The UK’s Health Protection Agency (HPA) in April published its report into the safety of mobile phones. But if observers were finally hoping for some helpful answers, they have been left disappointed.
The report confused more than it clarified. Its conclusion – that there is “no convincing evidence” of harm from mobile radiation– is contradicted by the research findings presented in the body of the report. You get the impression that the conclusion was penned well before the ink on the detail was dry.
The detailed discussion presents a much more mixed picture, with some of the studies ringing alarm bells.
It is these details that newspapers have picked up on (‘Mobiles may cause cancer’ said the Daily Telegraph; ‘Restrict your child’s mobile use until risks known’ instructed the Times). The Independent and Express also highlighted the efforts, not just by the mobile industry but by the government, to play down the emerging evidence on risks. And they pointed to the mobile manufacturers’ own health warnings in phone instruction booklets.
So what does the HPA mean when it says the evidence isn’t ‘convincing’? Convincing to whom…and on what criteria? It doesn’t explain its conclusion, which is left sounding more like opinion than science.
And though some journalists picked up on the fact that the HPA isn’t giving wireless gadgets a clean bill of health, that is not apparent from a quick look at the HPA’s website, which encourages us to keep calm and carry on connecting.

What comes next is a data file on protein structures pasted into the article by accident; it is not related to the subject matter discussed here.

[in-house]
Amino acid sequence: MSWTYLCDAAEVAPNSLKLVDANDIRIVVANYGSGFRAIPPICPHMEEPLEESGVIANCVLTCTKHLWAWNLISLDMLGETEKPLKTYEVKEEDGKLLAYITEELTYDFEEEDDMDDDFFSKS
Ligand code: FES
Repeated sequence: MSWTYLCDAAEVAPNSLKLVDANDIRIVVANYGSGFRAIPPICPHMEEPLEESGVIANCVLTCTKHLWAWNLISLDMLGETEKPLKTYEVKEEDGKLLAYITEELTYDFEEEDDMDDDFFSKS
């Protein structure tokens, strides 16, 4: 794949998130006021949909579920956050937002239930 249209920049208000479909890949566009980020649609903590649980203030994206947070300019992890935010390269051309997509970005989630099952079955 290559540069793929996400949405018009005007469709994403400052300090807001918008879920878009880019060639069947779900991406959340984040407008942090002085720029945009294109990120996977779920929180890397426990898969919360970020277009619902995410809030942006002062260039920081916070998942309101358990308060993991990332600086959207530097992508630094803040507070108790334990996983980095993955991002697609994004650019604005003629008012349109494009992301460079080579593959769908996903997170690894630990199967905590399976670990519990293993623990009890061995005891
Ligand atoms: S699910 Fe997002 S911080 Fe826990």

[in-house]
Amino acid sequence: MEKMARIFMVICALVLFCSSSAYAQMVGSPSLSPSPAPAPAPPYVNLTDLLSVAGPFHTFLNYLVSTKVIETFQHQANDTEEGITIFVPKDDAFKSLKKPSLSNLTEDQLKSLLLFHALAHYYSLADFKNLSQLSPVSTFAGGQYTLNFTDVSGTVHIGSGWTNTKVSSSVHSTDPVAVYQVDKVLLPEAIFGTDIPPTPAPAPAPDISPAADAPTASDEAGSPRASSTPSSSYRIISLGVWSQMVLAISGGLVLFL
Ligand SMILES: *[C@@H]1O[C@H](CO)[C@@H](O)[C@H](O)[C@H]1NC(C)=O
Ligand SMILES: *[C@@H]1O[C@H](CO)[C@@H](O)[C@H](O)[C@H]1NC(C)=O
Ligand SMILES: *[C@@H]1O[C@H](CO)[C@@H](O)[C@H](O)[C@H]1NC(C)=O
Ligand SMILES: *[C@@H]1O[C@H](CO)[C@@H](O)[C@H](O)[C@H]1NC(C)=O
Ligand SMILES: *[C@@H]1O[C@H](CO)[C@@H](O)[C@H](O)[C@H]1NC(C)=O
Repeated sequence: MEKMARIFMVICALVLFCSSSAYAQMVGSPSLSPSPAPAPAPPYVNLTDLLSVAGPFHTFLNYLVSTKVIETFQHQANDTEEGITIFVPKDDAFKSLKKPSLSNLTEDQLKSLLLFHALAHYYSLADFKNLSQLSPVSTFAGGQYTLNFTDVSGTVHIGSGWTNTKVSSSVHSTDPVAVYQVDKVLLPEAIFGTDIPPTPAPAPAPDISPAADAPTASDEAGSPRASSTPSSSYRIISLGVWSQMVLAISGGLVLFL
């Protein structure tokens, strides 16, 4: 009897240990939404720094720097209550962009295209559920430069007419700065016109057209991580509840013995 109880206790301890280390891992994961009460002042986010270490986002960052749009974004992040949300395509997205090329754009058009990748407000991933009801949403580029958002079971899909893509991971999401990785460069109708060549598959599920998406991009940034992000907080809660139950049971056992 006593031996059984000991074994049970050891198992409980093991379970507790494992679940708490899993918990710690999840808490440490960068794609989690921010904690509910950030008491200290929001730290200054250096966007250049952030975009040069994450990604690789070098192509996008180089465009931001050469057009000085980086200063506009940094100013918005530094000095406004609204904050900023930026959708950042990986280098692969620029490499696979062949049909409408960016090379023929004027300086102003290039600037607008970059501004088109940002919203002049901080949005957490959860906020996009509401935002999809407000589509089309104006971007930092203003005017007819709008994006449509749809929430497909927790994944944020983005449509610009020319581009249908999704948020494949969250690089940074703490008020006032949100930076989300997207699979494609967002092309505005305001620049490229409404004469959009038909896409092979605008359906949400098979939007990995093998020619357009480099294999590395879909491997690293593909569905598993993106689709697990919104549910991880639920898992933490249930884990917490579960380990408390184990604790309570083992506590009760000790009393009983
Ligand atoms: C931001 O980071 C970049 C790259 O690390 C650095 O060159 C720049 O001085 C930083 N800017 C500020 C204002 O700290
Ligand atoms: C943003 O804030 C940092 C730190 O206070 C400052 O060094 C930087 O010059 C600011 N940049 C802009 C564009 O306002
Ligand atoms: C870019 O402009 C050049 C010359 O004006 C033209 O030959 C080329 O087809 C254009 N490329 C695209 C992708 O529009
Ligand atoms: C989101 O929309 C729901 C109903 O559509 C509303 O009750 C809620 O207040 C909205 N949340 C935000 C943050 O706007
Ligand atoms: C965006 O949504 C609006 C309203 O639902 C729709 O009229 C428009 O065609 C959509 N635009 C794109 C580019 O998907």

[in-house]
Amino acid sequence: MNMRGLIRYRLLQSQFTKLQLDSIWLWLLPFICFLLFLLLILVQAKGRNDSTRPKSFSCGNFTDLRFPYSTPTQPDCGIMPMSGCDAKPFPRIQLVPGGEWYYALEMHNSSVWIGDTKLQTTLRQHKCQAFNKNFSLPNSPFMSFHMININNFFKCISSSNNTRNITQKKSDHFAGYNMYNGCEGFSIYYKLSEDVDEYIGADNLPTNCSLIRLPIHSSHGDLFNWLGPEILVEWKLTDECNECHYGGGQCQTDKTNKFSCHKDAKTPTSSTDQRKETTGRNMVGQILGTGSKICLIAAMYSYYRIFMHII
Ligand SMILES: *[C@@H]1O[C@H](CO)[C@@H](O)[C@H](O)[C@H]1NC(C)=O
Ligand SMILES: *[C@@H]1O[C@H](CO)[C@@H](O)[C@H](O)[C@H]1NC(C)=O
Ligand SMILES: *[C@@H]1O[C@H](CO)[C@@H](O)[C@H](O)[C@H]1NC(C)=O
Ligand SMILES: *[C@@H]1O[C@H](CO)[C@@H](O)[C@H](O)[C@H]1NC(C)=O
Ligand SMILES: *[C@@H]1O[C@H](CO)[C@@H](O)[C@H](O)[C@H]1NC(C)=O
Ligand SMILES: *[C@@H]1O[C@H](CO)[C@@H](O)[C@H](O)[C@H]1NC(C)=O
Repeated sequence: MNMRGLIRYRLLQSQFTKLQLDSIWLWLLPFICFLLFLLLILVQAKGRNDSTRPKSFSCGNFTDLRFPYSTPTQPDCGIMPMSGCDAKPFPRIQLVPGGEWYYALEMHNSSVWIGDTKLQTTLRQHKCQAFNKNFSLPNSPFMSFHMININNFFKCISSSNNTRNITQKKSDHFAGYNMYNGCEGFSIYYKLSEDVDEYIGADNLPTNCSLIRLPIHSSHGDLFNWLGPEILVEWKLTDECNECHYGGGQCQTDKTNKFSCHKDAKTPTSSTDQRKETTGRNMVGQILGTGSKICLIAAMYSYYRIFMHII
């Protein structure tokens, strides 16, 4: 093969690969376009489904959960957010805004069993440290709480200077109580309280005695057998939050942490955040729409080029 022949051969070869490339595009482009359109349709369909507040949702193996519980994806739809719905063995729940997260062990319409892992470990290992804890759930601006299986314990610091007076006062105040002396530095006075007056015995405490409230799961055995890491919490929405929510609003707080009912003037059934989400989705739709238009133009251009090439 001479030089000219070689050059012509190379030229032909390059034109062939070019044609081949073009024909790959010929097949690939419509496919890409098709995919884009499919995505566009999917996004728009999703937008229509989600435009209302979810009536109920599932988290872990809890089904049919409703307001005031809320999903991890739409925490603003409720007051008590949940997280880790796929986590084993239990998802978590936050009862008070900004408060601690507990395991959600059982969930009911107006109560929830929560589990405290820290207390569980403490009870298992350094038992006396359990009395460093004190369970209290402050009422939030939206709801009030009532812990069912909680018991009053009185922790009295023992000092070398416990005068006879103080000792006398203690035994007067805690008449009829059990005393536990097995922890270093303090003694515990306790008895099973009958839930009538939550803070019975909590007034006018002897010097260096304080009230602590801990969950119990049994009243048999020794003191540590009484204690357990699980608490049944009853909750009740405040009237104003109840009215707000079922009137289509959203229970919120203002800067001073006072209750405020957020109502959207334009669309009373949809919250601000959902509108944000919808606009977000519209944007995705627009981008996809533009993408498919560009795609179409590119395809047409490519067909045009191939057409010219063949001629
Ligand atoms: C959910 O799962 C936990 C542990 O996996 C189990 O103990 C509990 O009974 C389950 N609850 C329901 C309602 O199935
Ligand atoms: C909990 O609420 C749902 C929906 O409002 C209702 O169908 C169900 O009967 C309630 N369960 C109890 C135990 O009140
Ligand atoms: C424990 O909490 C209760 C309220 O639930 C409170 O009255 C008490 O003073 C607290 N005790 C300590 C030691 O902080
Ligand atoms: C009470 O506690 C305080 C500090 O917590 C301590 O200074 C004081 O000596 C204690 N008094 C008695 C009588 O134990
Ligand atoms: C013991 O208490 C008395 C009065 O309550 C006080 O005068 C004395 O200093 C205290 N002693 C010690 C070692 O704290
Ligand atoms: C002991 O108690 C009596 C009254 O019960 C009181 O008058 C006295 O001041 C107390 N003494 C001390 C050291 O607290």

It omitted to mention many important studies showing health effects or to discuss the World Health Organization’s landmark classification of mobile radiation as a possible carcinogen. Neither did it mention the Council of Europe’s resolution that preceded it. Perhaps more importantly, it ignored how both should be given practical effect.
Senior scientist and columnist Prof Dariusz Leszyzynski regarded this as an inexcusable omission.
We sent the Health Protection Agency a detailed list of criticisms.
Despite the report’s many thousands of words, it failed to propose any measures to publicise safety information. There is a brief reference to the HPA’s advice to limit the use of mobiles by under-16s, yet no recommendation of how to inform the public of that advice.
Meanwhile, those kids and teens go on blithely phoning, texting and downloading, oblivious to any potential health impact.
It is a feeble response at a time when we need bold policies, like those France, Israel, and San Francisco are delivering.
Recent research suggests children absorb up to 10 times more radiation into some parts of their heads than adults.
So brushing the issue under the carpet with opaque language to justify the status quo is unhelpful, not to say irresponsible.